I think B&W made a football sized music player which may included a clock. Other than that Audiophile and Alarm Clock are a contradiction in terms.
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I have a Squeezebox Radio and a Proton (with its active extension speaker). The Squeezebox sounds much better, IMO. The Squeezebox is much more versatile, since it pulls in digital stations from all over the world and streams from my computer. The Proton is stuck away in the guest room. To tell the truth, I have a Bose radio that sounds better than the other two. None of them are audiophile grade.
I've owned or help friends buy several variations on the table radio/alarm clock theme.
If he's considering something like the Bose Wave a much better, less expensive alternative is one of the table radios from Cambridge Soundworks, better tuner, iPod dock, better sound, less hype. There's a summer sale going on now and the i755 is $188, a good deal considering it's a nice piece at the regular price of $289.
I've used a Tivoli when staying regularly at a friend's house and agree with a previous post that while it's nice looking the sound isn't impressive.
My favorite is the Boston Acoustics Receptor. The original model is no longer made but worth tracking down if you can find one. It's mono, definitely not 'audiophile' quality but a great sounding radio that has the best alarm clock functionality I've ever found. There are newer models that do HD radio and have stereo capability but I don't have any experience with them.
I have a Tivoli which looks great but offers nothing special sonically, IMHO. These days I use my iPad and a pair of Audyssey media speakers. The sound is vastly superior (tho "audiophile" might be a stretch) and the access to my on board music library is welcome. This set-up also allows you to sleep to white noise or sound effects if that's important to you (or, as in my case, the wife).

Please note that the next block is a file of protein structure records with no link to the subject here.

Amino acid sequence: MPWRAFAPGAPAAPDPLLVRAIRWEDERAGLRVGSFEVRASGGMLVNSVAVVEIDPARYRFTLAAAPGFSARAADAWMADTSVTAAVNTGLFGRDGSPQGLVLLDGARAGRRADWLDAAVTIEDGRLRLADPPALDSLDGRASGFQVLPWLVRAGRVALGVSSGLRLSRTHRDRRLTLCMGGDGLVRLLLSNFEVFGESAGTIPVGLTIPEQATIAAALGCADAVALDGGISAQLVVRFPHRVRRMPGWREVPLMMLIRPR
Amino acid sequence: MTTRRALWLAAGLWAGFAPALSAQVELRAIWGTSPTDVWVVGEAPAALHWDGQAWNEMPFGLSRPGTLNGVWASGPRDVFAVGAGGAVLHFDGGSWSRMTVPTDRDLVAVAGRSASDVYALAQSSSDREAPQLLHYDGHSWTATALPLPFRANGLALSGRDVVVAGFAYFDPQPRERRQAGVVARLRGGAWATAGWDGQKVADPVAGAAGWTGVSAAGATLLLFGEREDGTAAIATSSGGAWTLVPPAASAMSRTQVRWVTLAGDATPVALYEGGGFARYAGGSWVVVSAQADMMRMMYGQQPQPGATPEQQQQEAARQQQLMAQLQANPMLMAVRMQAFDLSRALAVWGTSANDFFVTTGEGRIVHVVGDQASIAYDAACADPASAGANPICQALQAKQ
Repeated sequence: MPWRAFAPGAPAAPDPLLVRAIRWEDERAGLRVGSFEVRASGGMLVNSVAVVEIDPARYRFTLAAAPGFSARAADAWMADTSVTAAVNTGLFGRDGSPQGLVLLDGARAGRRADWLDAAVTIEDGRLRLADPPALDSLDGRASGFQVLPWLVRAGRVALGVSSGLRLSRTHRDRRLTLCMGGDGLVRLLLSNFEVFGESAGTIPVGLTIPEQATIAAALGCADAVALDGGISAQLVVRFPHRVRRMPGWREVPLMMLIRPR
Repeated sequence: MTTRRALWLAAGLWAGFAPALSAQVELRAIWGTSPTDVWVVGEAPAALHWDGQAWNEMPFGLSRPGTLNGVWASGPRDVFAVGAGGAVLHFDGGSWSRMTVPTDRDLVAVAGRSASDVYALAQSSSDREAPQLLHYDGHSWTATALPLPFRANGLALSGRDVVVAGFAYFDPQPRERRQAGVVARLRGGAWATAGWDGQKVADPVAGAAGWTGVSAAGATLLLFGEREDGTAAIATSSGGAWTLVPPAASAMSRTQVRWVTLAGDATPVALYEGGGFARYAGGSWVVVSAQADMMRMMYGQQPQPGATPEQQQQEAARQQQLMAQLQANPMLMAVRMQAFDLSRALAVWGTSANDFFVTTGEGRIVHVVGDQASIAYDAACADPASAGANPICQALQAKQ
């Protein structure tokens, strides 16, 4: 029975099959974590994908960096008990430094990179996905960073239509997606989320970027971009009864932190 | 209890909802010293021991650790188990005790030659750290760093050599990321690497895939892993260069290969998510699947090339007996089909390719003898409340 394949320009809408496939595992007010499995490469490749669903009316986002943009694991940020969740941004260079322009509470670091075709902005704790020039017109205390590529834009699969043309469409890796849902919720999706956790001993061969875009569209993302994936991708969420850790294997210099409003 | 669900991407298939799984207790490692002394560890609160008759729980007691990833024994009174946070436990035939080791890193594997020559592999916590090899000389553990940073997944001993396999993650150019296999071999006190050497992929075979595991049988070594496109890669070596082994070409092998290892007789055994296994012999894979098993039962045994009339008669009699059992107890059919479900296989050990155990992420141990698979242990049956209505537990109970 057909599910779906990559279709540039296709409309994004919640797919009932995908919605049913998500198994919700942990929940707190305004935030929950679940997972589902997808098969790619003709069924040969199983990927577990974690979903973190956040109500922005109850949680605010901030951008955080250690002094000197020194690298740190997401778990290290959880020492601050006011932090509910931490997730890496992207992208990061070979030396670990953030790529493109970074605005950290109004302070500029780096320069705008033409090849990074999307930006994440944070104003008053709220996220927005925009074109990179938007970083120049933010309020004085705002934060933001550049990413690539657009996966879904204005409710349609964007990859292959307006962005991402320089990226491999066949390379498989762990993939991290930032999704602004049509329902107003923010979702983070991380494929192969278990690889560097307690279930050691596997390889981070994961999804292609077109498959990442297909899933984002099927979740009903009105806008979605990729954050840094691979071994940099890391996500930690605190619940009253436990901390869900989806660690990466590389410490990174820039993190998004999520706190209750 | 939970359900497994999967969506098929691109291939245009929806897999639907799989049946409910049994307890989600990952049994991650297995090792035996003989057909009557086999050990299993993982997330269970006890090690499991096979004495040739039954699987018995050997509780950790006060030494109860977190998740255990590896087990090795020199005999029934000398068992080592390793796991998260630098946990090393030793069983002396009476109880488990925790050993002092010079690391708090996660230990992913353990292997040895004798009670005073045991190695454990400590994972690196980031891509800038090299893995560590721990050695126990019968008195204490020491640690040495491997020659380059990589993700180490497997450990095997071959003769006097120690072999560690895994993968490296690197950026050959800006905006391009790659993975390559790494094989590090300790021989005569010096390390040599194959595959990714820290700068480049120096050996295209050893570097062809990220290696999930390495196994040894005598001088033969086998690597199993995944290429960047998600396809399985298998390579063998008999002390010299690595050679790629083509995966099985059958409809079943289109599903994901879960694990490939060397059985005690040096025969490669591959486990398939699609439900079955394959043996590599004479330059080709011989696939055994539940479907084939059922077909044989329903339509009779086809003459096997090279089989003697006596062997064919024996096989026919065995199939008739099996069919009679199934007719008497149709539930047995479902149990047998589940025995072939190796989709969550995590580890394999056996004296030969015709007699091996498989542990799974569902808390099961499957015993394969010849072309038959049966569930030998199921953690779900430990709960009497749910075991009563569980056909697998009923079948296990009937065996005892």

I second the Cue Acoustics R1 Radio, available direct from the manufacturer, on auction sites, or Outlaw Audio (which sells a special version).
I've had one for a couple of years, along with the satellite speaker for true stereo sound. I use it as a desktop system.
It has seamless iPod integration, a full-function remote, and two alarms with snooze. Small enough for a bedside table. A very nice feature is an optional light sensor, which will dim the display when you turn off your room lights.
I use it as a desktop system, running a line in from my computer through an Audioquest Dragonfly DAC. I am amazed at the sound quality from both terrestrial radio and from my computer. You can also connect a CD player, TV, etc.
I only wish it had HD radio. And I wish the satellite speaker could be placed either to the left or right of the main unit. When connected, it will only the carry left channel signal.
But these are minor quibbles for what is a great-sounding and very functional alarm radio with iPod functionality.
Another option may be radios available from CC Crane online.